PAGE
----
Directions: bring a medium saucepan of salted water to a boil. Add the carrots and parsnips and cook until fork tender. Drain and puree in a food processor or blender along with the wine, olive oil, salt and pepper. Place the puree back in the pan and keep warm.

Preheat non-stick sauté pan on medium high heat for at least 1 minute. Season the white seabass with lemon juice, salt and pepper. Add the olive oil to the pan and then add the fish. Let it sear on one side, without moving, for 2-3 minutes or until golden. Repeat on the other side. Cover and allow the fish to finish cooking through, about 2 minutes more.

Serve fish atop the pureed veggies.

Carmelo’s Go-To Verblanc Sauce

This sauce is easy to make and goes deliciously with white seabass or other white-flesh fish. It’s my go to for any fish, whether it be local wild king salmon, local halibut or local white seabass. Oh, my mouth waters just thinking about it! Simple drizzle the sauce over grilled, baked or pan-seared fish. Makes enough for 2 servings. – Carmelo Sigona

Ingredients:

  • 3/4 cup white wine
  • 2 TBL cup lemon juice
  • 2 TBL capers
  • 1 chopped parsley
  • 1 TBL cold butter, cubed

Directions: to a small sauté pan over medium high heat, add the wine and lemon juice. Reduce by half and add the capers and the cold butter. Turn the flame to medium low, stir constantly. The sauce will start to emulsify itself as the liquid from the butter steams out so the sauce will thicken naturally. Stir in the parsley as the sauce finishes then drizzle over prepared fish and enjoy.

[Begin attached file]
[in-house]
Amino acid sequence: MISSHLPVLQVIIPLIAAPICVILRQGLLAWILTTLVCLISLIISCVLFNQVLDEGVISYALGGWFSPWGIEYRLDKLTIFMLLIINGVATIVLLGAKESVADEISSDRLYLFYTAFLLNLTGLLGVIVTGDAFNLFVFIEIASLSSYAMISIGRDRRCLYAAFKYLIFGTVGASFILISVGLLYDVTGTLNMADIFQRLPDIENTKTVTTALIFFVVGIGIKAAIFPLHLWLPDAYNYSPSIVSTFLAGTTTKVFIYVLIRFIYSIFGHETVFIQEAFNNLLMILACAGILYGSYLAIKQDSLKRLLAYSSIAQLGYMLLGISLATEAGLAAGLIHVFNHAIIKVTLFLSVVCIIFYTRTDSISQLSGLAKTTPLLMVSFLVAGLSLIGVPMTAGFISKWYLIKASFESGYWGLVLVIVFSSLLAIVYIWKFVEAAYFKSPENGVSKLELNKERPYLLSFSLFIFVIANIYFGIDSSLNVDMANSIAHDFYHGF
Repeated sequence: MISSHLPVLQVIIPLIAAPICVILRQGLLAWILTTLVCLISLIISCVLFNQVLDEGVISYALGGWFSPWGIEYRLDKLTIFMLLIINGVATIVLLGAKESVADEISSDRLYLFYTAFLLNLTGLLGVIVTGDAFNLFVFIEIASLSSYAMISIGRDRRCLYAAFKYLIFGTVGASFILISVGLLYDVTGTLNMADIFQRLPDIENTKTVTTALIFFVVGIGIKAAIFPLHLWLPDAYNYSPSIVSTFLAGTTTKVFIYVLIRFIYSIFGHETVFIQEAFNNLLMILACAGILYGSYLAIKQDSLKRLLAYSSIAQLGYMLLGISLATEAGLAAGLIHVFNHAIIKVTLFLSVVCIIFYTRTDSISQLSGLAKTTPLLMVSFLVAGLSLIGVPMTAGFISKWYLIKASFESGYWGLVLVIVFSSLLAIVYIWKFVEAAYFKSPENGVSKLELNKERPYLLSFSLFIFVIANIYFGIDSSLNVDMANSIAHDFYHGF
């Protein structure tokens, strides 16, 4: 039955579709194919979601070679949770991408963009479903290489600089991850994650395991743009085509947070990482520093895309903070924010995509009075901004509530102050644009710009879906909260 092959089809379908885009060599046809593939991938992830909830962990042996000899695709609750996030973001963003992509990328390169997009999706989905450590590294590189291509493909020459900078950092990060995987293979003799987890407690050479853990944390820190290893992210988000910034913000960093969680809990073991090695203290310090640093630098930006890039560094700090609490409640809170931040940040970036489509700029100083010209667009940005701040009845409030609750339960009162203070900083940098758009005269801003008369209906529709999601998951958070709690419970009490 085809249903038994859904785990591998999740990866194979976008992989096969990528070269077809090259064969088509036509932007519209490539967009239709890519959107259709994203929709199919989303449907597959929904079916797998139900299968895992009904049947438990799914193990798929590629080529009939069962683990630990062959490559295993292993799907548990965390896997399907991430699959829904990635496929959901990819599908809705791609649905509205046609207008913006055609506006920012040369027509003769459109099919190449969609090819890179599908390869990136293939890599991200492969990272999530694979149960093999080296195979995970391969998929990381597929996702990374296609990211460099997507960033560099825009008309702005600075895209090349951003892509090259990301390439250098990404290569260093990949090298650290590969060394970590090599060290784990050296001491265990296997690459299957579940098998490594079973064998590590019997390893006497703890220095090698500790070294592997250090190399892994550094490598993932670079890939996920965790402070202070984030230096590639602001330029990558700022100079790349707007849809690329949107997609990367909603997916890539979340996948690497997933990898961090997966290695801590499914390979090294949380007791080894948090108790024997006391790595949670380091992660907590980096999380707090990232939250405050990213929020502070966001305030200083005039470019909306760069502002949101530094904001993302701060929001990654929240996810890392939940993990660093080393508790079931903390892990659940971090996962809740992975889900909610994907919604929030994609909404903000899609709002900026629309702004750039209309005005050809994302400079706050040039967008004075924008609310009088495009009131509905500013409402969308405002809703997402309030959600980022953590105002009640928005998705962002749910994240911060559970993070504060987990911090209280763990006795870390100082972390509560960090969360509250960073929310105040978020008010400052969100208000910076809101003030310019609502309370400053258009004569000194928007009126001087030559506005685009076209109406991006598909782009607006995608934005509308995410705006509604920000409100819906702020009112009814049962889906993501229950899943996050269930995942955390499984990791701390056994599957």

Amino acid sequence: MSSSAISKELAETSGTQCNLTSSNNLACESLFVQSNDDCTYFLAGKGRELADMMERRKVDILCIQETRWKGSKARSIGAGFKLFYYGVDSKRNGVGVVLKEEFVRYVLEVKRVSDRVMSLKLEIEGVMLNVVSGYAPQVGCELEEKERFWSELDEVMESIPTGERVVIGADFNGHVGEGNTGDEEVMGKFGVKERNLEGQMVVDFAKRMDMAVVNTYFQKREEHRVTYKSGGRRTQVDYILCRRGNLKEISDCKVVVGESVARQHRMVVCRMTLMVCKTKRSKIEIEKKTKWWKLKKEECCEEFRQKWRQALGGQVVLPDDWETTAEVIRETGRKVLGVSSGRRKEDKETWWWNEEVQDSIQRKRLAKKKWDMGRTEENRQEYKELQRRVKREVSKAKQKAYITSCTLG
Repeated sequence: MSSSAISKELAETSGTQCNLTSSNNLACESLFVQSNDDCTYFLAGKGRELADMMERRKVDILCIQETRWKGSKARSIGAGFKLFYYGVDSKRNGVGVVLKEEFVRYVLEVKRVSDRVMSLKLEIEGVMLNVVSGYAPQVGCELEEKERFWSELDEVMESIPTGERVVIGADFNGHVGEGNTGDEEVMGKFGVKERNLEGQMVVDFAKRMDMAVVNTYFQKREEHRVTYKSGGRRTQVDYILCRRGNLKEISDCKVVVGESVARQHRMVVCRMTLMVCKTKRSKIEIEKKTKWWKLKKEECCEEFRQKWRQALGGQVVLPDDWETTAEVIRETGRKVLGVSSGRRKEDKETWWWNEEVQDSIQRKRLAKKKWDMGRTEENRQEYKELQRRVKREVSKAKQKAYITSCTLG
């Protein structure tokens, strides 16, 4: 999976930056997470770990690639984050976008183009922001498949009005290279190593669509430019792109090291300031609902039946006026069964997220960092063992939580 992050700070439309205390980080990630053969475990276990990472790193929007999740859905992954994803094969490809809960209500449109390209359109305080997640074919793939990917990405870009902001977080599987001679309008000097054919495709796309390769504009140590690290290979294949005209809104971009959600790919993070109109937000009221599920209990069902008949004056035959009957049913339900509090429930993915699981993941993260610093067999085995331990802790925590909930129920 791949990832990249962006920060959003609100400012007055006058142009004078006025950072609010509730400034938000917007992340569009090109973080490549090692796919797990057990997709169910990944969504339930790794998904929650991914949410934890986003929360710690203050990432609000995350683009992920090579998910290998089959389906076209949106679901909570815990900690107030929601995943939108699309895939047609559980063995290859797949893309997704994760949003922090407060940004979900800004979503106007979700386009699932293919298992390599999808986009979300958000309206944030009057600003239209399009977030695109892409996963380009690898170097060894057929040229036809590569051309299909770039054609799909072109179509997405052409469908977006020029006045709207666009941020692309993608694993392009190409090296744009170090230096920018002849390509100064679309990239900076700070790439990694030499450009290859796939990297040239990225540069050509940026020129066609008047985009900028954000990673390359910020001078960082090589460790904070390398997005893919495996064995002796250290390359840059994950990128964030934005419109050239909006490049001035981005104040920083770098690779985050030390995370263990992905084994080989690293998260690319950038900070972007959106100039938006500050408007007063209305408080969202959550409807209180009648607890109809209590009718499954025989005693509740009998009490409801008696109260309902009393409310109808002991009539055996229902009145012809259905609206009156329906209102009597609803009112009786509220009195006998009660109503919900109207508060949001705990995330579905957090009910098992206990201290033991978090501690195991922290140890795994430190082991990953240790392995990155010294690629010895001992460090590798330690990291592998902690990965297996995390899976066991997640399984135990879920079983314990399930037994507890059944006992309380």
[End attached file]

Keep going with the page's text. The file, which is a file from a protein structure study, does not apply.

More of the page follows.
Steamed White Seabass with Tomato Confit

Steamed White Seabass with Tomato Confit. Recipe and photo courtesy of Michael Gardiner of San Diego Food & Travel.

Recipe courtesy of Michael Gardiner of San Diego Food & Travel who notes he prefers “food prepared simply but with care using marvelous ingredients at the height of freshness.” Michael originally made this dish with halibut but says you can’t go wrong with either fish. Serves 4.

For the Tomato Confit:

  • 12 Roma tomatoes
  • 1/4 TBL Sigona’s Fresh Press extra virgin olive oil
  • 3-4 sprigs of fresh thyme
  • Salt and Pepper to taste

For the White Seabass:

  • 4 fillets of white seabass, about 1/4 lb
    each (Halibut would work too)
  • Kosher salt
  • Freshly ground pepper
  • 4 large spinach leaves